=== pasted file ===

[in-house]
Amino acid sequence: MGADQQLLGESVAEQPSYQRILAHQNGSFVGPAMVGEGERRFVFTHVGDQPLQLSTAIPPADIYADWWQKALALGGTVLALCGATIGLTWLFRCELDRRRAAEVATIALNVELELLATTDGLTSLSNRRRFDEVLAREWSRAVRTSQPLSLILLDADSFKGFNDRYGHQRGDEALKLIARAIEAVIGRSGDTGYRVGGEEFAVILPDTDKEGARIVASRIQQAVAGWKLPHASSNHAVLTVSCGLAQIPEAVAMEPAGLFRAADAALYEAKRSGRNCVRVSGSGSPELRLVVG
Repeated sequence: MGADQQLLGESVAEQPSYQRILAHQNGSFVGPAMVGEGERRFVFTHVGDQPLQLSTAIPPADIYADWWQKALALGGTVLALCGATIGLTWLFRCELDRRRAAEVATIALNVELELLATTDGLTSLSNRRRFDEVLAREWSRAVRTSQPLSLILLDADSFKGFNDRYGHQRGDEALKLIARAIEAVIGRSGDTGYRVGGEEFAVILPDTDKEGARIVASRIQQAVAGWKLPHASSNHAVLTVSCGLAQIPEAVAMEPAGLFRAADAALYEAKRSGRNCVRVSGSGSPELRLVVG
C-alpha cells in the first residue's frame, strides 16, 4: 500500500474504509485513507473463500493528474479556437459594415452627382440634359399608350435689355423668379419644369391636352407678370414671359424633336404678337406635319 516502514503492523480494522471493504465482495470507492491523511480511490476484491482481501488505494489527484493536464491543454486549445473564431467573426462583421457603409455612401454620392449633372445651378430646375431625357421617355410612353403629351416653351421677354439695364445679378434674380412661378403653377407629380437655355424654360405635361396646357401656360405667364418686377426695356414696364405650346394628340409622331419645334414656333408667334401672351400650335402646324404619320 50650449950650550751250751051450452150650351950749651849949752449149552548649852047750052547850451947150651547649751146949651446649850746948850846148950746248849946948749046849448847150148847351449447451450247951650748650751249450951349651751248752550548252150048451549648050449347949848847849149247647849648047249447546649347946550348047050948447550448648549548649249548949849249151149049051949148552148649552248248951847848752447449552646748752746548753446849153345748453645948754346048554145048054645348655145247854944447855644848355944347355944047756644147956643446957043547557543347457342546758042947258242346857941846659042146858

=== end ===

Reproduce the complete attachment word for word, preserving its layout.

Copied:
[in-house]
Amino acid sequence: MGADQQLLGESVAEQPSYQRILAHQNGSFVGPAMVGEGERRFVFTHVGDQPLQLSTAIPPADIYADWWQKALALGGTVLALCGATIGLTWLFRCELDRRRAAEVATIALNVELELLATTDGLTSLSNRRRFDEVLAREWSRAVRTSQPLSLILLDADSFKGFNDRYGHQRGDEALKLIARAIEAVIGRSGDTGYRVGGEEFAVILPDTDKEGARIVASRIQQAVAGWKLPHASSNHAVLTVSCGLAQIPEAVAMEPAGLFRAADAALYEAKRSGRNCVRVSGSGSPELRLVVG
Repeated sequence: MGADQQLLGESVAEQPSYQRILAHQNGSFVGPAMVGEGERRFVFTHVGDQPLQLSTAIPPADIYADWWQKALALGGTVLALCGATIGLTWLFRCELDRRRAAEVATIALNVELELLATTDGLTSLSNRRRFDEVLAREWSRAVRTSQPLSLILLDADSFKGFNDRYGHQRGDEALKLIARAIEAVIGRSGDTGYRVGGEEFAVILPDTDKEGARIVASRIQQAVAGWKLPHASSNHAVLTVSCGLAQIPEAVAMEPAGLFRAADAALYEAKRSGRNCVRVSGSGSPELRLVVG
C-alpha cells in the first residue's frame, strides 16, 4: 500500500474504509485513507473463500493528474479556437459594415452627382440634359399608350435689355423668379419644369391636352407678370414671359424633336404678337406635319 516502514503492523480494522471493504465482495470507492491523511480511490476484491482481501488505494489527484493536464491543454486549445473564431467573426462583421457603409455612401454620392449633372445651378430646375431625357421617355410612353403629351416653351421677354439695364445679378434674380412661378403653377407629380437655355424654360405635361396646357401656360405667364418686377426695356414696364405650346394628340409622331419645334414656333408667334401672351400650335402646324404619320 50650449950650550751250751051450452150650351950749651849949752449149552548649852047750052547850451947150651547649751146949651446649850746948850846148950746248849946948749046849448847150148847351449447451450247951650748650751249450951349651751248752550548252150048451549648050449347949848847849149247647849648047249447546649347946550348047050948447550448648549548649249548949849249151149049051949148552148649552248248951847848752447449552646748752746548753446849153345748453645948754346048554145048054645348655145247854944447855644848355944347355944047756644147956643446957043547557543347457342546758042947258242346857941846659042146858